The other option, a fouling-release coating, is like cooking with a nonstick frying pan, says Salta. Organisms generally won’t stick to fouling-release coatings, and if they do, they tend to adhere weakly and drop off when the ship gets underway.

An example is the silicone-based coating Sigmaglide, which PPG Industries has been gradually updating and improving for around 20 years. At one time, the coating was transparent. “It was very difficult to apply; you could not see where you sprayed it,” says Joanna van Helmond, PPG’s global product manager of antifouling and fouling release.

The firm soon added a pigment and tweaked the coating to be less sensitive to temperature and humidity, making it easier to spritz onto hulls in shipyards around the world. In March, the company announced the latest version of this coating. Van Helmond declined to elaborate on how it works, but says the coating reacts with water, aligning at the nanoscale to become extra smooth.

However, Van Helmond did say that in laboratory trials the coating significantly reduced drag. When compared with traditional antifouling coatings, such as PPG’s own biocidal Sigma Ecofleet 290, the company claims its new super sleek coating can reduce a ship’s carbon emissions by up to 35 percent.

Yet fouling-release coatings can be expensive compared with other options. And as Aldred notes, these coatings only work properly when water constantly brushes against the ship’s hull. That makes fouling-release coatings less useful for ships that are static for long periods, such as naval vessels.

Innovations to tackle fouling continue to develop in the footsteps of Middleton’s copper plates, and some of the most cutting-edge efforts to reduce fouling and drag function quite differently from existing coatings.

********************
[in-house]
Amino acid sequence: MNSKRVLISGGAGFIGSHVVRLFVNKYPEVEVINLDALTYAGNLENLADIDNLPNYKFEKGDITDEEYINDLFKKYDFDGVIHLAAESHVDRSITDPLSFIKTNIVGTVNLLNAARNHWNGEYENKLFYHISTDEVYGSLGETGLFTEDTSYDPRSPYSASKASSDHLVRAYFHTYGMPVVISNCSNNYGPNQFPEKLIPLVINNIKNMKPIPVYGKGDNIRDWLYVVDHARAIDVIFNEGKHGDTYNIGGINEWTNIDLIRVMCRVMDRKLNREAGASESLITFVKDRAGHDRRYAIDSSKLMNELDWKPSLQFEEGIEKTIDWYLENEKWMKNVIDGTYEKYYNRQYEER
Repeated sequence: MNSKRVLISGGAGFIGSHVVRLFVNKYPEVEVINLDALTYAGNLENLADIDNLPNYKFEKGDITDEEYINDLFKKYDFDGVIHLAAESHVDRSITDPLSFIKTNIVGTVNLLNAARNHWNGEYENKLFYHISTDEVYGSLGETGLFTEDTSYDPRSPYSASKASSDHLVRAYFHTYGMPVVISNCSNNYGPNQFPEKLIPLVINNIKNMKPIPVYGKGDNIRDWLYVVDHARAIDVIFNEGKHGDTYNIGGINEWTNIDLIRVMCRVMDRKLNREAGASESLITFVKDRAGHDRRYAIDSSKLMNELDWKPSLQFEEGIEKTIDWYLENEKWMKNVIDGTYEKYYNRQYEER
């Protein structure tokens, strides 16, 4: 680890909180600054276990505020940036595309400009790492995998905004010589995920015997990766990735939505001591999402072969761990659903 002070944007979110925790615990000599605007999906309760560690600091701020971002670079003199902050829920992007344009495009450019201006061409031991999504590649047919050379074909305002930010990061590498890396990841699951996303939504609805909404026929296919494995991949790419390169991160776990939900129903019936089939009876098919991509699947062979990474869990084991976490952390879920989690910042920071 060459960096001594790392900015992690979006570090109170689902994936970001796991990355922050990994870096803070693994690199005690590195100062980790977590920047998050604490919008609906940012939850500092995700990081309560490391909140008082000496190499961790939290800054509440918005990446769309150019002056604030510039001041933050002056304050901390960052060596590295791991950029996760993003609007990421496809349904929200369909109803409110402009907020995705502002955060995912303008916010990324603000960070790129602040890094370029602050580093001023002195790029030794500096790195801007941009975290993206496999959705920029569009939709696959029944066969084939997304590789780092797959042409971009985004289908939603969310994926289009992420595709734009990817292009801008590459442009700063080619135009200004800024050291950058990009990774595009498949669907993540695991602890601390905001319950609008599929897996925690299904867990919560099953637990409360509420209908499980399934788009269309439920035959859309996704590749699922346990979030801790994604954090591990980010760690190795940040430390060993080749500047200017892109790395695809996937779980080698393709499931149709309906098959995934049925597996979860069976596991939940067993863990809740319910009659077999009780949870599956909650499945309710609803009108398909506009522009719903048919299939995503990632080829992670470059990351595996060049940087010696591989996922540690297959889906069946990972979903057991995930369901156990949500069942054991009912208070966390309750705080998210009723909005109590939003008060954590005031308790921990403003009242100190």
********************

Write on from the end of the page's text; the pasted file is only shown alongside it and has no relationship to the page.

Take, for instance, the textured covering inspired by sharks that was prototyped by AkzoNobel, a Dutch firm. Rather than trying to make a ship’s hull extremely smooth, it mimicked shark skin’s characteristic roughness, which is naturally drag reducing and antifouling. Such textures have been applied successfully to the bodies of commercial airplanes to reduce drag in the air, though AkzoNobel has yet to report the same success in the water. (The company did not respond to a request for comment.)

Other scientists are looking to use ultrasound or ultraviolet light to deter marine organisms from attaching to hulls. Killing microbes before they get a chance to stick to the vessel could prevent the formation of biofilm onto which barnacles and other stowaways attach. Aldred cautions that these approaches have not been fully evaluated and could come with some unfortunate side effects. “Are we going to be selecting and breeding algae that are resistant to UV, for example? You can imagine all kinds of consequences,” he says.

In their own work, Aldred and his colleagues hope to develop a substance that would actually encourage the formation of a biofilm. But a special kind of biofilm. The team has identified bacteria capable of degrading barnacle glue, he says, which could prevent large marine organisms from colonizing a hull.

“We have a joke in our project that if we ever launched a company to sell this slime, we’d call it boat yogurt,” he explains. “It’s a kind of probiotic for your boat.”

Their research is yet to be published, and Aldred declines to share further details, though he says that, so far, he is happy with the results.

At least royal approval is no longer a requirement. What would King George III have made of boat yogurt?

This article first appeared in Hakai Magazine and is republished here with permission.